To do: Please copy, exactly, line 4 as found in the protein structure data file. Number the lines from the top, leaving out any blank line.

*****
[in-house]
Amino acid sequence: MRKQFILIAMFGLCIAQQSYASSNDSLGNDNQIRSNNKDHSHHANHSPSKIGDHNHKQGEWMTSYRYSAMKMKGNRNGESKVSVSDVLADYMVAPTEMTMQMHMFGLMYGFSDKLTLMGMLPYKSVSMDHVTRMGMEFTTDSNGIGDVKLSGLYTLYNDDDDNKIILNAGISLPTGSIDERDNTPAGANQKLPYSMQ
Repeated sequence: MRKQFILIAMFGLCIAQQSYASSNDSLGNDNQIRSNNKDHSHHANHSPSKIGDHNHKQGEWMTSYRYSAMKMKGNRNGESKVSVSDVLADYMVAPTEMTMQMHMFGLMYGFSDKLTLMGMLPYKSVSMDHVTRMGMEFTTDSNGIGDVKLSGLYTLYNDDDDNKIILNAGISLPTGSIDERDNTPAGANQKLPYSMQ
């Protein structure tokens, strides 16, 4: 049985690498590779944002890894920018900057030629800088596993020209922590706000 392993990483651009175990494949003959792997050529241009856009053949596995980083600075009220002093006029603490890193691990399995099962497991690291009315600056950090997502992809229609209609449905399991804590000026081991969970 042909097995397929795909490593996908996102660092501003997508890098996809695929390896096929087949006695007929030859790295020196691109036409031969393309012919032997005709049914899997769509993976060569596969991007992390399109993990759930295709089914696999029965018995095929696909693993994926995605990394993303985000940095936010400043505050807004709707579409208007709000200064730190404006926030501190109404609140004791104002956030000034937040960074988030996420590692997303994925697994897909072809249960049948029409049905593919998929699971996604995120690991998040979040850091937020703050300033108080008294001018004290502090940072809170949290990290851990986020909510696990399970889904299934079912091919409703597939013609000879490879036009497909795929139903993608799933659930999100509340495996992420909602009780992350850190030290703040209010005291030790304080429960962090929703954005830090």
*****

């Protein structure tokens, strides 16, 4: 049985690498590779944002890894920018900057030629800088596993020209922590706000 392993990483651009175990494949003959792997050529241009856009053949596995980083600075009220002093006029603490890193691990399995099962497991690291009315600056950090997502992809229609209609449905399991804590000026081991969970 042909097995397929795909490593996908996102660092501003997508890098996809695929390896096929087949006695007929030859790295020196691109036409031969393309012919032997005709049914899997769509993976060569596969991007992390399109993990759930295709089914696999029965018995095929696909693993994926995605990394993303985000940095936010400043505050807004709707579409208007709000200064730190404006926030501190109404609140004791104002956030000034937040960074988030996420590692997303994925697994897909072809249960049948029409049905593919998929699971996604995120690991998040979040850091937020703050300033108080008294001018004290502090940072809170949290990290851990986020909510696990399970889904299934079912091919409703597939013609000879490879036009497909795929139903993608799933659930999100509340495996992420909602009780992350850190030290703040209010005291030790304080429960962090929703954005830090």